An Exercise in Worldbuilding

As I start working in earnest on my novel, I find the most difficult aspect of the process is the worldbuilding. In the very limited formal education I attended (I missed five days of public school before graduating high school but never was fully there mentally), I never bothered to take a real writing course. Thus, I have no real idea what I am doing.

One thought I’ve had is to write short stories set in my fictional world. But as its a large, basically Earth sized fictional world, I find that as I create a race or culture or ethnicity or nation, there needs to be a real world historical corollary, otherwise there is no real understanding for the reader without huge amounts of exposition.

On Unnecessary Words, the blog I update several times a week, posts are capped around 500 words. So the exposition needed to describe geography, religion, culture and politics won’t fit if I choose to post a story there. People have to know my world without me explaining it to them. The beauty of the blog is that I don’t have to remain focused; in fact even with the relatively short posts I write, I have a lot of trouble staying focused enough to complete three hundred word posts, working on longer fiction or enough short fiction to really give people a sense for the scope of the world.

A lot of people have recommended Stephen King’s On Writing to me (″>On Writing: 10th Anniversary Edition: A Memoir of the Craft</a><img src=”″ width=”1″ height=”1″ border=”0″ alt=”” style=”border:none !important; margin:0px !important;” />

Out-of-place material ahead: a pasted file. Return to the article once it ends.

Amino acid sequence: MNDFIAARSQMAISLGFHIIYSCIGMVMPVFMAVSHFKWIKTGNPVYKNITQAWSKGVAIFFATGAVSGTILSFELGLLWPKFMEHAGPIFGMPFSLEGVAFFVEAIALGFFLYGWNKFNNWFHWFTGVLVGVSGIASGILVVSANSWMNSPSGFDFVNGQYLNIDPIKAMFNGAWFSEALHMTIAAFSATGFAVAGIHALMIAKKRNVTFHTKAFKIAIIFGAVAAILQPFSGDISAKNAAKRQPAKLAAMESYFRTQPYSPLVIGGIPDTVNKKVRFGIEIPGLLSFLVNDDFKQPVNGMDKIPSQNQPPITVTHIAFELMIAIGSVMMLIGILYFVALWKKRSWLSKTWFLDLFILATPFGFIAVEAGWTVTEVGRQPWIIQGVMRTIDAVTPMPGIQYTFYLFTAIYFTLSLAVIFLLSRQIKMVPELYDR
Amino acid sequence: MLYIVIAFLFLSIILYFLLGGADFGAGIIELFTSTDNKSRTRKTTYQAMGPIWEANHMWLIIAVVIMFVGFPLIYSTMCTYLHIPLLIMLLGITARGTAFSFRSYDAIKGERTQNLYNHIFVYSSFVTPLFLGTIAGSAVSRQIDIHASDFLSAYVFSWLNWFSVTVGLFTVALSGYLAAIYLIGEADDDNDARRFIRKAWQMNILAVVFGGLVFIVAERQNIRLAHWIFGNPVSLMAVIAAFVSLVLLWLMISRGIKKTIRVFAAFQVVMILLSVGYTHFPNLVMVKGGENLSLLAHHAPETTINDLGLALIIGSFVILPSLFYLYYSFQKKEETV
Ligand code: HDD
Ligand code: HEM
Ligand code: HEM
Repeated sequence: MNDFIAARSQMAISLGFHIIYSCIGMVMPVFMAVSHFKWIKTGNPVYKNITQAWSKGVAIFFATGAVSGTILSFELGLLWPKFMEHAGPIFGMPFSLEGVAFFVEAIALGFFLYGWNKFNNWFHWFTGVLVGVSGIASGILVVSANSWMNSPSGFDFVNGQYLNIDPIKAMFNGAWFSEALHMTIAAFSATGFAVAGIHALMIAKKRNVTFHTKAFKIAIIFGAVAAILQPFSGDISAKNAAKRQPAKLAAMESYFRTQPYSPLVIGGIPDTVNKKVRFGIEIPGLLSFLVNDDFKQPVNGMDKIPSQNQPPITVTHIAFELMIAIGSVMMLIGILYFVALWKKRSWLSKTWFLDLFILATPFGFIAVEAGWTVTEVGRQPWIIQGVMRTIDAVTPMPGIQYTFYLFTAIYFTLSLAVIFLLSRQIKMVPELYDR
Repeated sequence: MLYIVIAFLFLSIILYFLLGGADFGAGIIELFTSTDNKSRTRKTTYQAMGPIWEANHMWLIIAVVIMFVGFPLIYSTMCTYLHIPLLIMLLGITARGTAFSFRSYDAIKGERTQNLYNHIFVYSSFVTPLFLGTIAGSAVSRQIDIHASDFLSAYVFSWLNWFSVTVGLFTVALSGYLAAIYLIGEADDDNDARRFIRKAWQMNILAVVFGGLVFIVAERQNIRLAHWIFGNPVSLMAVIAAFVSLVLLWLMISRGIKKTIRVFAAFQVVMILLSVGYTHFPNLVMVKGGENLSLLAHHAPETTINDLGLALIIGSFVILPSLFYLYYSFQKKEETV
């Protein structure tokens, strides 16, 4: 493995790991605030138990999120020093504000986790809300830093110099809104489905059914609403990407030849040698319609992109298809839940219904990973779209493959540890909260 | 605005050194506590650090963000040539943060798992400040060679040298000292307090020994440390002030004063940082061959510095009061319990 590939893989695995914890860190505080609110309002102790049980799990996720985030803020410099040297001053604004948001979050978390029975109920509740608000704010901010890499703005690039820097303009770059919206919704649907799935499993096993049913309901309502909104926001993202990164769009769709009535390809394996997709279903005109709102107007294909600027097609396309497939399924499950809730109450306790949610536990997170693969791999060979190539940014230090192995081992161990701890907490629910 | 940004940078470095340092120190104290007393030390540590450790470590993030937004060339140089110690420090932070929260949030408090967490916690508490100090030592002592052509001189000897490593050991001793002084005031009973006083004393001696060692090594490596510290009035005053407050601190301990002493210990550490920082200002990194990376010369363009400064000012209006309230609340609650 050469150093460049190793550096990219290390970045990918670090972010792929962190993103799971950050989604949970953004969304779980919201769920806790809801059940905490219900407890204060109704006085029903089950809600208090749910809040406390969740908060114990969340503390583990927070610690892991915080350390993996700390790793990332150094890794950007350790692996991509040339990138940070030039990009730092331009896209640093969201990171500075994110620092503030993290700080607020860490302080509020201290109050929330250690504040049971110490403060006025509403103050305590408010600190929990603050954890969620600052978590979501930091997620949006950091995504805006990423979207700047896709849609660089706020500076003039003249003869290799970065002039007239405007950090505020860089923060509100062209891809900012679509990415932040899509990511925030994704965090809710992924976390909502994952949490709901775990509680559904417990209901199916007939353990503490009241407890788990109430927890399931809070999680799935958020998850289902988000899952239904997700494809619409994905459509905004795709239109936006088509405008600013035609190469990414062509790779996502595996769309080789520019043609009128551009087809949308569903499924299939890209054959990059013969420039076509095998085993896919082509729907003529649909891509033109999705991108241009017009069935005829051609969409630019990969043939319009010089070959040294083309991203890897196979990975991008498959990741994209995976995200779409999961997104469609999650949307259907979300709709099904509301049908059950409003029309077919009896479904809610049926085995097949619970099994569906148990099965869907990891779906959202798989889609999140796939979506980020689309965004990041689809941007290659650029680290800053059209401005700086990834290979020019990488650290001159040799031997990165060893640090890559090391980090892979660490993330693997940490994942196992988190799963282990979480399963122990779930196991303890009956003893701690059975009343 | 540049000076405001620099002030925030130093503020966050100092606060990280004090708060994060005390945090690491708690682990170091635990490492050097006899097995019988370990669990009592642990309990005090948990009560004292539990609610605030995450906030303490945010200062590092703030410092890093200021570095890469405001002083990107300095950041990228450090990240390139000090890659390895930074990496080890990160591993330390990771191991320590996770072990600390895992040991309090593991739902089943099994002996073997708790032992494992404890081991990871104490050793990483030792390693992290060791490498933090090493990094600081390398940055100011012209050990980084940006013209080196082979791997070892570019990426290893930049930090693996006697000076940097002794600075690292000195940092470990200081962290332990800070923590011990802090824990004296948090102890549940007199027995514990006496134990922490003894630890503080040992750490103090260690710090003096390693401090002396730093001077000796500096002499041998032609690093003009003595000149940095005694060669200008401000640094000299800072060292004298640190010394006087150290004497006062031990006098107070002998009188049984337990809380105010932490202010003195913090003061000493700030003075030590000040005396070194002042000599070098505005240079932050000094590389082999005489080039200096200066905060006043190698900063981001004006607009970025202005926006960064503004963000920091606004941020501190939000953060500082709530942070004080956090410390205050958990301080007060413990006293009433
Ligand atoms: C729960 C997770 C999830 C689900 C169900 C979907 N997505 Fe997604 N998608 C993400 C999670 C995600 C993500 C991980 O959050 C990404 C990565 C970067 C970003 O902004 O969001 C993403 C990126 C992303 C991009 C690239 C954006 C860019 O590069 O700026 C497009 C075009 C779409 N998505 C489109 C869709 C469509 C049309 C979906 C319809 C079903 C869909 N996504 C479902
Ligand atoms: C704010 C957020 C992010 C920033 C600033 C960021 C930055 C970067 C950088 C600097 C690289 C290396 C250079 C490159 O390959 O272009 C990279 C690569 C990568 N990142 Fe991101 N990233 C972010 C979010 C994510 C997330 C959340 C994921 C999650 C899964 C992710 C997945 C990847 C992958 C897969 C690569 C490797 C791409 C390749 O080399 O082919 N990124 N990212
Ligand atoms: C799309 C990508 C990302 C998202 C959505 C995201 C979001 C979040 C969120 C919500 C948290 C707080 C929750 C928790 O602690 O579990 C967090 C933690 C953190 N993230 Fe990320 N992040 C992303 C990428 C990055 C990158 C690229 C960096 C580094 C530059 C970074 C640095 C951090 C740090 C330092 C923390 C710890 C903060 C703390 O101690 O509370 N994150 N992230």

) over the years and my wife actually gave me a copy a few years back after she read it in college. I just don’t know anyone who has used the lessons in the book, which admittedly I haven’t read, to any success other than Stephen King. Anyone who has read this, let me know, is there any way to boil the whole thing down to a couple short bullet points so I can avoid reading the entire book?


About Jeff McElroy

After serving for four years as a Power Ranger, Jeff McElroy left the service to pursue a career in the arts. Paintings of cats and unicorns taking naps together earned him international fame and a ridiculous financial nest egg. Retiring at the early age of 23, he spent the next forty years living on the shore of Lake Huron. Mr. McElroy burned through his monumental monetary cache and needed to return to work. This time around, he has decided to pursue writing as a career, which is why he has invested his time and money in the blog you are currently reading.
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